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Economy

New twist as Nyagah is named in Sh9 billion Tatu City land scandal

Former Central Bank governor Nahashon Nyagah.
Former Central Bank governor Nahashon Nyagah. PHOTO | FILE |  NATION MEDIA GROUP

Former Central Bank governor Nahashon Nyagah has been implicated in a Sh9 billion land fraud case.

In court papers filed yesterday, Mr Nyagah is accused of illegally transferring land associated with Tatu City to his relatives, his cook’s daughter and members of his church congregation.

The suit filed in the High Court by Kofinaf and Galba Mining Ltd companies — associated with Tatu City developers — adds another twist to the never-ending case of the Sh240 billion city development.

“The plaintiffs have a real and present apprehension that the defendants intend to take over the trust property and transfer the same to third parties… thereby permanently depriving the plaintiffs of their beneficial ownership of the trust property and will do so unless restrained by an order of this court,” the suit says.

It argues that failure to secure the suit properties could see the plaintiffs suffer irreparable loss and damage.

In the court papers, Mr Nyagah is said to have transferred more than 900 hectares to himself through his proxies. The proxies are named as Ms Jane Wambui Gacoka, Mr Nyagah’s sister-in-law, Mr Jeremy Nyaga Njeru, his cousin and his long-time cook Ibrahim Mwatata’s daughter Nalia Nengodo Ibrahim.

He has also looped in three members of the New Covenant Church, where he is the chairman of the board. The three are Mr Jared Omondi Obor, Ms Zuhrah Atieno Awendo, and Mr Samuel Ojoro Malaki.

“The fraudulent scheme employed by the 1st defendant (Mr Nyagah) is evident from the fact that the 2nd, 3rd, 6th and 7th defendants who transferred their shares to the 19th defendant were awarded shares and directorship in a related SPV called Jojoja Properties Limited where a similar scheme was hatched to illegally transfer ownership and control of the company from the 1st Plaintiff. And this is the subject of a separate suit,” the court papers read.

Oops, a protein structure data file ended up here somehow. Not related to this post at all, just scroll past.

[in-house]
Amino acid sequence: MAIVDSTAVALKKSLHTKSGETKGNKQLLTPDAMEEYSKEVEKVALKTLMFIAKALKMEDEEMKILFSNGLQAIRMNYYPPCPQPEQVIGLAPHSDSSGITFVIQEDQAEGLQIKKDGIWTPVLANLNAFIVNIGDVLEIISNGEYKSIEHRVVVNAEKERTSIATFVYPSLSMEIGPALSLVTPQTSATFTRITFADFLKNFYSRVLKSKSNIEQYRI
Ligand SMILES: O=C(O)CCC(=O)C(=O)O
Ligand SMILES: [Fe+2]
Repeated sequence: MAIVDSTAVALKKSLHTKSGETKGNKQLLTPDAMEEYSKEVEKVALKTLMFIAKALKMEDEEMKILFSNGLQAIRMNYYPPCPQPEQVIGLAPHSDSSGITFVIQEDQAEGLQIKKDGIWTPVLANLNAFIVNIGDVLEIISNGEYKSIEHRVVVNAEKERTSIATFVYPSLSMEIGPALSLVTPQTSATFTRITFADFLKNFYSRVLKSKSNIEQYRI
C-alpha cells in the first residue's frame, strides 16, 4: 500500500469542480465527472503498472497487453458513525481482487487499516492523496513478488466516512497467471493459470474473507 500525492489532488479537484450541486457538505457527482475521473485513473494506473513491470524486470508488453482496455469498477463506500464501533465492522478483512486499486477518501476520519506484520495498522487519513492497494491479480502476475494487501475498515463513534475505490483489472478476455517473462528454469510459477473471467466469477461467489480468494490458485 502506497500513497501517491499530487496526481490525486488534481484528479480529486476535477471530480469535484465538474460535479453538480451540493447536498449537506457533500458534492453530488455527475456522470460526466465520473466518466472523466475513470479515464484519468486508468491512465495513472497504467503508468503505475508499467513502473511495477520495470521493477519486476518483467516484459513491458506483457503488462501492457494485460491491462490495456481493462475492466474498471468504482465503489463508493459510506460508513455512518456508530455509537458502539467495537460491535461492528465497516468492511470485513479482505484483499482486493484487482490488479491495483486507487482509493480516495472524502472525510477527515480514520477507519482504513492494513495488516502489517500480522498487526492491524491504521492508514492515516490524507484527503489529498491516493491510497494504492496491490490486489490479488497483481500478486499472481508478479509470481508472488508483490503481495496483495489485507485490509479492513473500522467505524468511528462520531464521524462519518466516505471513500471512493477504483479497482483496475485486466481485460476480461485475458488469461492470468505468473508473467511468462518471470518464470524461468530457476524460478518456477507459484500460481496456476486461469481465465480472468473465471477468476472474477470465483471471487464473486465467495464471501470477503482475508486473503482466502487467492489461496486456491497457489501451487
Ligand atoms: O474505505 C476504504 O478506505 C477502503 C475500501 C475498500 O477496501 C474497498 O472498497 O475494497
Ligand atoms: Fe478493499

The case has also sucked in Nairobi lawyer Nelson Havi of Havi & Co. Advocates, who is said to have colluded with Mr Nyagah in transferring the land. Mr Nyagah and Mr Havi have also been accused of tampering with records at both the Lands Registry and the Companies Registry, altering the documents to their advantage.

“Information on the alleged theft has been turned over to the police for investigation, which could lead to criminal charges filed against Nyagah,” say the plaintiffs.

Mr Nyagah and Mr Vimal Shah, the chief executive of Bidco, are also in court stopping change of directorship at Tatu City and also requesting audit of repayment for a loan used to acquire the properties.

Local partners in the Sh240 billion Tatu City project have opposed an application filed by one of their foreign partners who is contesting the appointment of PricewaterhouseCoopers (PwC) to audit the status of the off-shore loan accounts.

Colluding with PwC

Norwegian director Hans Jochum Horn claimed in a recent application that local Tatu City directors Nyagah and Shah are colluding with PwC to expand the limits of an ongoing audit approved by the court in March, this year. In the current suit, the two are accused of never putting a single cent in the project.

The two have been board directors of Tatu City since 2010 and are said to have earned about Sh48 million “finder’s fee for brokering the purchase of Tatu and Kofinaf estates.”

Justice Francis Gikonyo granted temporary orders stopping Mr Nyagah and his proxies from transferring or in any manner dealing with the suit properties.

The application will be heard on May 28.

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